Gibson, Camp and Brown they were up there singing, shouting and playing and stomping and wailing and yelping and barking and dropping raw eggs on the floor and yelling at Ray about the lighting and wearing straw hats and drinking beer and joking with the audience and doing encore after encore and we did a set together on Betty and Dupree and we must have done fifty-five choruses and everybody in the club was screaming and it was great and if the walls had collapsed right then and there it would have been very poetic. But they didn’t.
And finally it broke up and everybody went away wherever the hell they were going. They left their carnations laying around on the floor with the raw eggs and that was the end of the old Gate of Horn and I told myself I would come back the next day and do a painting of it, but I never did. I don’t know what they do with it now. Maybe they filled it up with sand, maybe there is somebody storing canned salmon there, I don’t know – maybe somebody turned it into a rumpus room, but it is gone and if you missed it you missed something.
Ribback has a new Gate of Horn now over on Rush Street and it is very fancy and there are carpets and velvet ropes at the door and everybody wears dark suits and ties and there are two floors with a bar downstairs and a beautiful showroom upstairs and they say the acoustics are great. They have a lot of people to seat you and the waitresses have sort of costumes and they say it is greater and better, more beautiful than ever. They say it is better to work in, better to run and everything and maybe they’re right. But you should have seen the old Gate of Horn.
— SHEL SILVERSTEIN
Hudson Street, New York City
Gibson and Camp’s At the Gate of Horn was one of the most influential folk albums of the early 1960s, striking a chord with many young musicians with its dual harmonies, verve, and irreverent humor… Gibson and Camp helped demonstrate that it was possible to have fun playing folk music, and, not coincidentally, to be popular and sell some records without selling out.
Collector’s Choice Music
at the Gate of Horn Liner Notes
Gibson and Camp’s At the Gate of Horn was one of the most influential folk albums of the early 1960s, striking a chord with many young musicians with its dual harmonies, verve, and irreverent humor. While it might sound tame to some ears forty years later, it should be borne in mind that the early-’60s folk revival often suffered from an overly stiff and serious approach. Gibson and Camp helped demonstrate that it was possible to have fun playing folk music, and, not coincidentally, to be popular and sell some records without selling out.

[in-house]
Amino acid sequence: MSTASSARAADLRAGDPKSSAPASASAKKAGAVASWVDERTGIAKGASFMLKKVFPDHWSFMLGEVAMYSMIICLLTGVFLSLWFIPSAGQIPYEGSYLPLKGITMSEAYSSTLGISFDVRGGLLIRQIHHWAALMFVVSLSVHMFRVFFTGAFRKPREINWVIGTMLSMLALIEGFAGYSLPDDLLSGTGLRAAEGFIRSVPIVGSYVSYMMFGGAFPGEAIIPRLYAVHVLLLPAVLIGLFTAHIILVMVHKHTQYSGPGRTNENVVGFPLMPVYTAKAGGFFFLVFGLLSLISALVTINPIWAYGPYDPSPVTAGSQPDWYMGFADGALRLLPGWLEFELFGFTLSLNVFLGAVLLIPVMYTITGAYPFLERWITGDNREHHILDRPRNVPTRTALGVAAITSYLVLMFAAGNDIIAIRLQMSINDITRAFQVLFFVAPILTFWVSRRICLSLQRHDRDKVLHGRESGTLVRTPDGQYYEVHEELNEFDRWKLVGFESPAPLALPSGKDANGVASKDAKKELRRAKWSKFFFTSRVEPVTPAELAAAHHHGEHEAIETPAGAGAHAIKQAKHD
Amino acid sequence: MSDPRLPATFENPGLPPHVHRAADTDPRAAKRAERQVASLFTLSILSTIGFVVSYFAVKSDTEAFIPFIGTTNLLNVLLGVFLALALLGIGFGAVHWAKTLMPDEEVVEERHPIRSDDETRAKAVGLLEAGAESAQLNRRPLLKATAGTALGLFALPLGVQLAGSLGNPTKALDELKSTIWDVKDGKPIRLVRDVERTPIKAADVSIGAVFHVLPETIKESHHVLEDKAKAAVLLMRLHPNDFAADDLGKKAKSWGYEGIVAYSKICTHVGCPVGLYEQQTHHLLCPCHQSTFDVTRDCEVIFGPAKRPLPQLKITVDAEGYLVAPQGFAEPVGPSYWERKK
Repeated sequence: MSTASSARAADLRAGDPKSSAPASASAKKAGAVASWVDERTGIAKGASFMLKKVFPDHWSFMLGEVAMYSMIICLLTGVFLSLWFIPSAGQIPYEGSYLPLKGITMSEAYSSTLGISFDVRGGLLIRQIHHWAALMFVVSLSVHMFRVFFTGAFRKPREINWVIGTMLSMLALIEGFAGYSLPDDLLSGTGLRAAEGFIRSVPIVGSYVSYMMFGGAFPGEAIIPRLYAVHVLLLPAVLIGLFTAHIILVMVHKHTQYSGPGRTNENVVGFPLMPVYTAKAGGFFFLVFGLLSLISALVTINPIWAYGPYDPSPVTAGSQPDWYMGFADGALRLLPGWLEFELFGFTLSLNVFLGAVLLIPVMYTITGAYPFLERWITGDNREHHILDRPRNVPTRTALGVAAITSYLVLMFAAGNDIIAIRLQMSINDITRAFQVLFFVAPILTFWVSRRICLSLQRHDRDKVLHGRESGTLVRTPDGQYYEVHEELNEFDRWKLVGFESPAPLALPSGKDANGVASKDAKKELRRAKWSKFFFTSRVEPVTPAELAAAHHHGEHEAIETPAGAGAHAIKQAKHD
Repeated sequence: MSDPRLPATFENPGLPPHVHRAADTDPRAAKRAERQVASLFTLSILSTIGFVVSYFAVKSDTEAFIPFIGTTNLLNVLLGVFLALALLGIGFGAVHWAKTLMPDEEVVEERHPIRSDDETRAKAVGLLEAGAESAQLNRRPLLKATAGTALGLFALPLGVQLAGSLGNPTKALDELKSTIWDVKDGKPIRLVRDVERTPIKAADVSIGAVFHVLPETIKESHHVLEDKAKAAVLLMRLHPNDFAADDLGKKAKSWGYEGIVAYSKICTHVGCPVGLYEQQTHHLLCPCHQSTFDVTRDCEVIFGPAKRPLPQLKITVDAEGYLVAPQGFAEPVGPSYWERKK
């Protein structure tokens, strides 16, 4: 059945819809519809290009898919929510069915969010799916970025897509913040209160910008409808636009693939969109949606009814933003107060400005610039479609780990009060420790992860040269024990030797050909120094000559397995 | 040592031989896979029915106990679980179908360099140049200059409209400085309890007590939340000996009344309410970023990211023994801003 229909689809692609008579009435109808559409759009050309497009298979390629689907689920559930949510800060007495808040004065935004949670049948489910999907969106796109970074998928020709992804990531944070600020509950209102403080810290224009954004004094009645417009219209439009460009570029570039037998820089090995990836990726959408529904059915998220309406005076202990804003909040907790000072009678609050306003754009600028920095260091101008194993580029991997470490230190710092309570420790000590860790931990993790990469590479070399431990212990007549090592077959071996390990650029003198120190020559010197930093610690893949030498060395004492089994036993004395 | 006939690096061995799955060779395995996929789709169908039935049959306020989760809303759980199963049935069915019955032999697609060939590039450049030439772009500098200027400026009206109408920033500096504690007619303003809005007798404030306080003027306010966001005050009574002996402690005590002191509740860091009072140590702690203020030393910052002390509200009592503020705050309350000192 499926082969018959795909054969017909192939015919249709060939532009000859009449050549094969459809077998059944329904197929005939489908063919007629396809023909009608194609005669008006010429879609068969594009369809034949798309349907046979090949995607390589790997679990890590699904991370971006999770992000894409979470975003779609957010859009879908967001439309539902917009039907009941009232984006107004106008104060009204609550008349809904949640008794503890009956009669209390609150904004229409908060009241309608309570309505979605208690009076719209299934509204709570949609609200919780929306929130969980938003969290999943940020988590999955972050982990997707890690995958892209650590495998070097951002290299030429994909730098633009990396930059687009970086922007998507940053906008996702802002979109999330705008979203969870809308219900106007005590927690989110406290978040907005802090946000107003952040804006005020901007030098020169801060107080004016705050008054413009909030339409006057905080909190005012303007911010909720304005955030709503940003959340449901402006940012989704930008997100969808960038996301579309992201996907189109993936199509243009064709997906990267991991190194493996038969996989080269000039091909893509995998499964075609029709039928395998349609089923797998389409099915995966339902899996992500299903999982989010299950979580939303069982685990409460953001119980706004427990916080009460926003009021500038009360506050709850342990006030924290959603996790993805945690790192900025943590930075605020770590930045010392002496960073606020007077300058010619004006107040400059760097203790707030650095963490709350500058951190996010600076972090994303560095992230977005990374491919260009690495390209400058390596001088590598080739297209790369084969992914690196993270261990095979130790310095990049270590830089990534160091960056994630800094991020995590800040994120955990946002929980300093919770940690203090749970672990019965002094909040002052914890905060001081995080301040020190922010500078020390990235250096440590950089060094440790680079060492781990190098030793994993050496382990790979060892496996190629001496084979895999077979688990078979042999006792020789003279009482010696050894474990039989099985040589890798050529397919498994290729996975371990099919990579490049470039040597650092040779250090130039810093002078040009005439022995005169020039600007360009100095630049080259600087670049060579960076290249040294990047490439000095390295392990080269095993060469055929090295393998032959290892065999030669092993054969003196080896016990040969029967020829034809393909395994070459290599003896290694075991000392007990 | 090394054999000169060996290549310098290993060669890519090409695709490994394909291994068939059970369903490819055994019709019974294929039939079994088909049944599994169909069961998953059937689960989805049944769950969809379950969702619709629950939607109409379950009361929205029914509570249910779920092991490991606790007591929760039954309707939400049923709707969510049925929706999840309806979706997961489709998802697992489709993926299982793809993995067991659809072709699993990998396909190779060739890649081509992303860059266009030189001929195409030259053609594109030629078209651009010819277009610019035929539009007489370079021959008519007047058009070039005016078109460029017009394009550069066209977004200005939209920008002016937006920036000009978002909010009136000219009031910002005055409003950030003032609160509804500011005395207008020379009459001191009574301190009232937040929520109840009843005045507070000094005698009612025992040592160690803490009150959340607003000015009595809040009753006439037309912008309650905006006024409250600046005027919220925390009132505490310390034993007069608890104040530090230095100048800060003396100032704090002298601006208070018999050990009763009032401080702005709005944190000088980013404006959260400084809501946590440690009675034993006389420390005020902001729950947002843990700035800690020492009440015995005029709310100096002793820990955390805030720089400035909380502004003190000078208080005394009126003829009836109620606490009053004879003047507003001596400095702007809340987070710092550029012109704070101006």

Bob Gibson was already an established solo singer with more than half a dozen albums to his credit when he hooked up with Bob Camp in the beginning of the 1960s. (Camp would change his name to Hamilton Camp by the time he recorded his debut solo album for Elektra in 1964, and remains known as Hamilton Camp today.) Camp had been spotted in New York by the legendary Albert Grossman, owner of the Gate of Horn, Chicago’s leading folk club. Grossman had branched out into artist management, and asked Camp to come to Chicago to sing with Gibson, one of his clients. Camp was singing in a duo with Jimmy Gavin, who suggested that Camp team up with him when Hamilton was still working as an office boy for the Associated Press. Camp confesses he’d never even heard of Gibson, but as Gavin was wanting to go solo anyway, Hamilton accompanied Grossman to Chicago to check things out.
“Bobby had the twelve-string [guitar], which he played like a bloody pianola,” recalls Camp. “And I brought harmony.” Indeed, as has often been noted elsewhere, Grossman had plans to build a vocal trio around Gibson that included a woman singer. According to Hamilton, “Bobby and I were supposed to be the basis of that. But we kind of cut up rough about being put into a trio with a girl, so he lost interest.” It has also been reported that Grossman had notions of putting Gibson, noted folk singer Carolyn Hester, and Ray Boguslav into the trio. In any case, building a threesome around Gibson didn’t work out, but Grossman applied the idea very successfully to three of his other clients, who formed Peter, Paul & Mary.